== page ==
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'The closest bond you can really have': Veterans talk service dogs at the Warhawk Air Museum

Jay Bowen’s service dog, Normandy, might know his mannerisms better than his wife of 25 years.
Credit: Brian Myrick/Idaho Press

NAMPA, Idaho — This article originally appeared in the Idaho Press.

Jay Bowen’s service dog, Normandy, might know his mannerisms better than his wife of 25 years. Recently, the Nampa resident started having seizures and Normandy already knows the signs.

Bowen, who served as a Marine in Arizona and Iraq, stood in the Warhawk Air Museum in Nampa on Tuesday, wearing a black beanie and a black Marine Corps sweatshirt. He instructed Normandy, a black lab, to sit by his side.

“He helps me in every way, just to enjoy life, on a daily basis. He makes me laugh,” said Bowen, who has had Normandy for a little over two years. “It’s the closest bond you can really have.”

Bowen had an interesting path to Normandy. A client of his dad’s ended up contacting Gina Esoldi, program director at Next Steps Service Dogs.

“He knew that I was going through some stuff,” Bowen said. “My dad got me in contact with Gina.”

Esoldi gave a presentation to the crowd of veterans gathered at the Warhawk Museum’s monthly Kilroy Coffee Klatch. At Next Steps Service Dogs, Esoldi selects and trains assistance dogs for veterans, primarily those with post-traumatic stress disorder or a traumatic brain injury.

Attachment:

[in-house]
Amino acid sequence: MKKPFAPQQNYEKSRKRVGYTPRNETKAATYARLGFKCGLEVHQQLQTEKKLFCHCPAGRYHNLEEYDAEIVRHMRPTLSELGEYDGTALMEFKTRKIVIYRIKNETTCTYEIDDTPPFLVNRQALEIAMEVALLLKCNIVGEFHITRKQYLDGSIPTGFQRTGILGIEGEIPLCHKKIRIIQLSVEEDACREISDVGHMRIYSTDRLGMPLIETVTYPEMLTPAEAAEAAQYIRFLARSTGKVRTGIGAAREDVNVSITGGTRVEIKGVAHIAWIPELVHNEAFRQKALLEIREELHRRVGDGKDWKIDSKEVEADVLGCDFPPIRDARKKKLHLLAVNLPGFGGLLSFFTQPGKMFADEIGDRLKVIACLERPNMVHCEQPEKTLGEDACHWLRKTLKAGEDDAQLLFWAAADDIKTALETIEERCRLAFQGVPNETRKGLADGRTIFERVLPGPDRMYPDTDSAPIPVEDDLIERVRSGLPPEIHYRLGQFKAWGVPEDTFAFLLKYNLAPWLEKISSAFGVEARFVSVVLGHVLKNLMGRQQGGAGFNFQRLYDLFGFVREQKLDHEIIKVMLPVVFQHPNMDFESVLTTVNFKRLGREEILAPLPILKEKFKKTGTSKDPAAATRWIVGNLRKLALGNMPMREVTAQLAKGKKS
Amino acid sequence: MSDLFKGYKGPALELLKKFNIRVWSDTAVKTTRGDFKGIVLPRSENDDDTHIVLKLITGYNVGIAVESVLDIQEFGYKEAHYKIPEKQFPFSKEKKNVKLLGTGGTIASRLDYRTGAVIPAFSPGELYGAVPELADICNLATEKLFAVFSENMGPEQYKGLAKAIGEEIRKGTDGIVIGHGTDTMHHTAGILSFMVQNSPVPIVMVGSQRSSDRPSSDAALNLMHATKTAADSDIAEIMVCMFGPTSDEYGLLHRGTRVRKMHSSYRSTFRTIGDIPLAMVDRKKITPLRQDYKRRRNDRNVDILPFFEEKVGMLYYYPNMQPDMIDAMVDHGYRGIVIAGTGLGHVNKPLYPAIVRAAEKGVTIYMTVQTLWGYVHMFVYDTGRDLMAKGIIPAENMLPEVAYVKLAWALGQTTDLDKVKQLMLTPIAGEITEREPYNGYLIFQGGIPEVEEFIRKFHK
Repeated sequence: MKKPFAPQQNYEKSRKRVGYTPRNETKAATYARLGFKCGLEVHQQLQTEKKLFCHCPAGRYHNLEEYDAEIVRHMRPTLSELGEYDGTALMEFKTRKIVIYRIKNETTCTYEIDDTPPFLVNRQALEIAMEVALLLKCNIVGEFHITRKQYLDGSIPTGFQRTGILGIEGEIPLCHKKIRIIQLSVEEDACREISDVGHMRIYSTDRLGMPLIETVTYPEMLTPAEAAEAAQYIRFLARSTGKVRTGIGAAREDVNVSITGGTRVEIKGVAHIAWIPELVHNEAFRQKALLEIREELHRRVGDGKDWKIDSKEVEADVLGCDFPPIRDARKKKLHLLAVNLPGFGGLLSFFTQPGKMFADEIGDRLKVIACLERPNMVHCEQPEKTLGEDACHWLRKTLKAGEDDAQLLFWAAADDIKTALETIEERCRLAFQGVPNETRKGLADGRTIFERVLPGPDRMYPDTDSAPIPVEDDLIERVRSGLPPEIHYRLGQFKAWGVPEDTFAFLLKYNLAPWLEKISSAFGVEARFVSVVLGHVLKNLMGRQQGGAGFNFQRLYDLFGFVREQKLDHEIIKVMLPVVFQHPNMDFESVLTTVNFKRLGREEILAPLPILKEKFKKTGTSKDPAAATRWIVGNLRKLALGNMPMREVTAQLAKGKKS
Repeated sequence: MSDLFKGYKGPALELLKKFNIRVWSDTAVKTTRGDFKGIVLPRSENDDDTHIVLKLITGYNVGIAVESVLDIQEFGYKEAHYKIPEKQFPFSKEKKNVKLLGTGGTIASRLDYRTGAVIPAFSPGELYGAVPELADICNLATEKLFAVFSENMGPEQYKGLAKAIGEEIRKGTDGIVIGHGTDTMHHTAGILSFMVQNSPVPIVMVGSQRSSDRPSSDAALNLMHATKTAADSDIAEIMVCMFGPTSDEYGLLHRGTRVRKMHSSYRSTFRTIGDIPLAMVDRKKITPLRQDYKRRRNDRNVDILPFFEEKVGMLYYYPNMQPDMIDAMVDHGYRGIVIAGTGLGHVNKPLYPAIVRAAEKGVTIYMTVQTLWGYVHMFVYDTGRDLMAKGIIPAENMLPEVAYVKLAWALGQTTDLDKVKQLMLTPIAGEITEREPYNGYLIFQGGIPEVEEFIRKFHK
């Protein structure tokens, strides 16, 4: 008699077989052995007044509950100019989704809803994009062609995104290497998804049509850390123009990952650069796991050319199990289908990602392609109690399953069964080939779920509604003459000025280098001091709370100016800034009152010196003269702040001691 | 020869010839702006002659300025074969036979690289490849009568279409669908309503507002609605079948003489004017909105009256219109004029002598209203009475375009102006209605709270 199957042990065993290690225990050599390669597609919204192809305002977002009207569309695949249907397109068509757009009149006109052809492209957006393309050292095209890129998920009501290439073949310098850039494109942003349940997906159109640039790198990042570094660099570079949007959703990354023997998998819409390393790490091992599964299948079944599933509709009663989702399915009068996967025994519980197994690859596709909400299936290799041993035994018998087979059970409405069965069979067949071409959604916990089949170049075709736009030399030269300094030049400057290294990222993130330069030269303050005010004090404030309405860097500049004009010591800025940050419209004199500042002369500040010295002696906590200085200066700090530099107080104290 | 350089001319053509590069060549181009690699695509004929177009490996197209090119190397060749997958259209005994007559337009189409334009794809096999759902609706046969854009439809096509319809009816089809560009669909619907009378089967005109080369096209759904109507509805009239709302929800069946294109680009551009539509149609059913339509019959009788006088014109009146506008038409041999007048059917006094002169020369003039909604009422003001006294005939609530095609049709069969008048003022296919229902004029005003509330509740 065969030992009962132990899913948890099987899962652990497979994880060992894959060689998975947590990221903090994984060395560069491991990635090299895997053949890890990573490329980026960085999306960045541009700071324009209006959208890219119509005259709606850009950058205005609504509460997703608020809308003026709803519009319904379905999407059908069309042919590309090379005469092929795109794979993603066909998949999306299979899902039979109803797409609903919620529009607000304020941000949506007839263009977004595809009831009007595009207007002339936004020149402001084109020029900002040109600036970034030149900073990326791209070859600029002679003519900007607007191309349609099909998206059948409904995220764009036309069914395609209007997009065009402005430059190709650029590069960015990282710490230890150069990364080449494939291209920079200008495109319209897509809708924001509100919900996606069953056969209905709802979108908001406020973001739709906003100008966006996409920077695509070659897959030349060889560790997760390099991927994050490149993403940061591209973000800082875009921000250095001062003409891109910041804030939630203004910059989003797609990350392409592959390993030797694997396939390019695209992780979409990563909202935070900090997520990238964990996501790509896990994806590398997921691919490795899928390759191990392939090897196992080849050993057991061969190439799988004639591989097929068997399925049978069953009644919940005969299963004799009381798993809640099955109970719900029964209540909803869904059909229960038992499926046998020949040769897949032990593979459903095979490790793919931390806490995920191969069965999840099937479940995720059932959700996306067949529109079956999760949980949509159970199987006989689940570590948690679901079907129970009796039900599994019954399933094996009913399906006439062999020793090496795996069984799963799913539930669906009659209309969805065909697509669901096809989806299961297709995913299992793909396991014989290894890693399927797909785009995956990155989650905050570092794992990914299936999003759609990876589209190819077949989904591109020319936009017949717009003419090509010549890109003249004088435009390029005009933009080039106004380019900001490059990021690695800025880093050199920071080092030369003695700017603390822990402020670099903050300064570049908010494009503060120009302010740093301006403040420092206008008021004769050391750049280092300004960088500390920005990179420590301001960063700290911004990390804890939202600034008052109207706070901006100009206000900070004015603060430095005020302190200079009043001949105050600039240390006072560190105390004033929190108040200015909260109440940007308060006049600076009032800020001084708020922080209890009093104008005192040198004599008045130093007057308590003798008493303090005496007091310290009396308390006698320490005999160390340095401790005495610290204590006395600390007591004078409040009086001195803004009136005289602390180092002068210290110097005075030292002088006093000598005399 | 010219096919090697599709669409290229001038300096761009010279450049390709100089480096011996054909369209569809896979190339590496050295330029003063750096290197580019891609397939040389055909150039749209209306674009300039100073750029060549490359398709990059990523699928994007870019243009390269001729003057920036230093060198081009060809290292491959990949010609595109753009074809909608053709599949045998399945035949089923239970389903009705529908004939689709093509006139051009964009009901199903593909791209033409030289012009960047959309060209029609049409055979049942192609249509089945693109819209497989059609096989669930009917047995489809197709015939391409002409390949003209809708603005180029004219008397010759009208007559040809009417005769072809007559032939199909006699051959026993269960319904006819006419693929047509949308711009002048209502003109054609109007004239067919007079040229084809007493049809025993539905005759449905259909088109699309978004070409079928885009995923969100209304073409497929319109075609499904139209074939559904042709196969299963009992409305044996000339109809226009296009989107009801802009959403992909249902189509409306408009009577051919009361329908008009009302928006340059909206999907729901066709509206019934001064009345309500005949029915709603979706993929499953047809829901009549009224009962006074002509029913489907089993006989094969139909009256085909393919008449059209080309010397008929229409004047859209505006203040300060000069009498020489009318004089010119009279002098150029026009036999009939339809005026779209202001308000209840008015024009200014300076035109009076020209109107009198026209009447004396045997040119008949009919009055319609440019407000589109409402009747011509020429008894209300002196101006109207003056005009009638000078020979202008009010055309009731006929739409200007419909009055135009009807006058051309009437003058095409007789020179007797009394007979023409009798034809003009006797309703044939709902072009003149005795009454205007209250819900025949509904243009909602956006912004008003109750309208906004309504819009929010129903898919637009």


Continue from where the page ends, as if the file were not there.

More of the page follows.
Next Steps is based in San Diego and just celebrated 10 years. Esoldi has been there for eight years. The organization has certified around 150 service dog teams, primarily with veterans, though there are a few first responder teams, she said.

Her talk focused on the differences between service dogs, therapy dogs and emotional support dogs.

“There’s a lot of fraudulent dogs out there,” Esoldi said. “I want to believe it’s lack of education. I don’t think people intend their dogs to be fraudulent, they just don’t know, really know, what a service dog is.”

Emotional support animal is a pet that someone uses to feel better emotionally, she said. Psychiatrists can write a prescription for the support animal. It’s up to a facility whether the animal is allowed inside. There is no formal training required.

Credit: Bryan Myrick/Idaho Press

A therapy dog is a pet that is trained to serve other people, Esoldi said. The dog and handler go through a course to make sure it is obedient and has manners. The dog is only allowed to enter the public facility in which it’s working, she said. So for example, the dog can’t go to the grocery store.

Service dogs are defined in the American Disability Act. Such dogs are individually trained to work for people with disabilities, such as pulling a wheelchair or reminding people to take medications. They are working animals, not pets. Service dogs are also appropriate in public.

“By law, you can ask two questions. Is that your dog serving a disability and what task or work does that dog perform?” said Esoldi, who said emotional support dogs do not fit the criteria of performing tasks.

It’s important to not interrupt the work of service dogs, Esoldi said. For example, whistling at dogs or interacting with them is inappropriate.

When it comes to advice, Esoldi said raising a puppy is tough. She also recommended Assistance Dogs International.

“It causes a lot of stress,” she said, to laughter. “Do find yourself the right trainer.”

Normandy came to Bowen already trained, but he still trains him every day.

But for veterans like Bowen who have seizures, a service dog can bring peace of mind. What dogs can do is “amazing,” Bowen said.

“He knows me pretty good now,” Bowen said.

This article originally appeared in the Idaho PressRead more at IdahoPress.com 

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